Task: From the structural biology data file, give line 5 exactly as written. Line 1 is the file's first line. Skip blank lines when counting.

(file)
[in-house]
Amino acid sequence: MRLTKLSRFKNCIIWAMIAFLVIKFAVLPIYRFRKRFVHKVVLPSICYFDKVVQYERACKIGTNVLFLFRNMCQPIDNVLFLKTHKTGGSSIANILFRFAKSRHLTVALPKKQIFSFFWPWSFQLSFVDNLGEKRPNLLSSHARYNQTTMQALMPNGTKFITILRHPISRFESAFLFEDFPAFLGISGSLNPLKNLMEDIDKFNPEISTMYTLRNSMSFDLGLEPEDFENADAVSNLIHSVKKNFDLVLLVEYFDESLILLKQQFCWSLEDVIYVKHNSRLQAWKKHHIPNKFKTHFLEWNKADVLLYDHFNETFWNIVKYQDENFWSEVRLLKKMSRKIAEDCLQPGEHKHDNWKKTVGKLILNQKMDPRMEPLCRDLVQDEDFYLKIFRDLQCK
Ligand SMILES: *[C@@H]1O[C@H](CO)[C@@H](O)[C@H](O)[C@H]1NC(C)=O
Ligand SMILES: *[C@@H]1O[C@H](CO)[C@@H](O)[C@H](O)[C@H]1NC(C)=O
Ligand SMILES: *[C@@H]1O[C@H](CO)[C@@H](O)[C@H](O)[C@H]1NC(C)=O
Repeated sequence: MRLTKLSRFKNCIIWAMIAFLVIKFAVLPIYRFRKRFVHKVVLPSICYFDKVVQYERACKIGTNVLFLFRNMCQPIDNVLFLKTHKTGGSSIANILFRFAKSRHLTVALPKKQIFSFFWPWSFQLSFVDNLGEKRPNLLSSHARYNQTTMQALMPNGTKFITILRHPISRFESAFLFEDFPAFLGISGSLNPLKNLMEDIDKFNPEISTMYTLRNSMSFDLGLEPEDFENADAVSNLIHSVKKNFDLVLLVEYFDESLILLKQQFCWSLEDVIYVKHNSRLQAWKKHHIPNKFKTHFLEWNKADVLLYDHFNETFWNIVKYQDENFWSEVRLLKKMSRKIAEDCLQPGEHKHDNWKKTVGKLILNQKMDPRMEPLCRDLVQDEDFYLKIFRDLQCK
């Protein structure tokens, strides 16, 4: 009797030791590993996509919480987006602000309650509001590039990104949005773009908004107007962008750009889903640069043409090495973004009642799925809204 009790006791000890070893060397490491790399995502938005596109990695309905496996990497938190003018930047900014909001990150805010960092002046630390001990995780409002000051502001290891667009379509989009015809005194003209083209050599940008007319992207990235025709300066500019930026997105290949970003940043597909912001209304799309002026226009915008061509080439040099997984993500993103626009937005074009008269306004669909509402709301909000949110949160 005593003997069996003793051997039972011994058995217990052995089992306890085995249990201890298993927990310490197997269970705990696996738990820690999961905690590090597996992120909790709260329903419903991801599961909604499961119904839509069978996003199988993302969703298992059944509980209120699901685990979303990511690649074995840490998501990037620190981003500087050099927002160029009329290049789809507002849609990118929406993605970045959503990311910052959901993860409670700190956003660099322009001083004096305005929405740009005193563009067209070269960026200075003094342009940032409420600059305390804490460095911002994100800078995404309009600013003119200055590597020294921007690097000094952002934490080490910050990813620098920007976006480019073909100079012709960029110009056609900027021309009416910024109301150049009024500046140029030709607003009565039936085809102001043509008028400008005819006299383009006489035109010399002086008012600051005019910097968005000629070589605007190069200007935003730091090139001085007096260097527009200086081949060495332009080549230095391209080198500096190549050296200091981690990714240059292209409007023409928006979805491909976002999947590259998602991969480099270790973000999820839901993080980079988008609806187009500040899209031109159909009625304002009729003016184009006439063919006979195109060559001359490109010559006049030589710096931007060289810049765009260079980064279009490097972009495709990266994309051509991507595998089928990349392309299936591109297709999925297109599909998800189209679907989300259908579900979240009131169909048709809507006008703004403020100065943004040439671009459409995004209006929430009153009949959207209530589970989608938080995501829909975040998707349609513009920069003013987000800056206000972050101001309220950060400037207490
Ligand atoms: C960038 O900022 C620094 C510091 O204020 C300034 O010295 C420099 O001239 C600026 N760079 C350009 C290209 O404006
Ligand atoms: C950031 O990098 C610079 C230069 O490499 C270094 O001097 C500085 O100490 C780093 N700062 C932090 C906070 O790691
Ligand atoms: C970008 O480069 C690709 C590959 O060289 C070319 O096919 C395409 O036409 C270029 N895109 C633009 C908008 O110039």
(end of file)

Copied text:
Ligand SMILES: *[C@@H]1O[C@H](CO)[C@@H](O)[C@H](O)[C@H]1NC(C)=O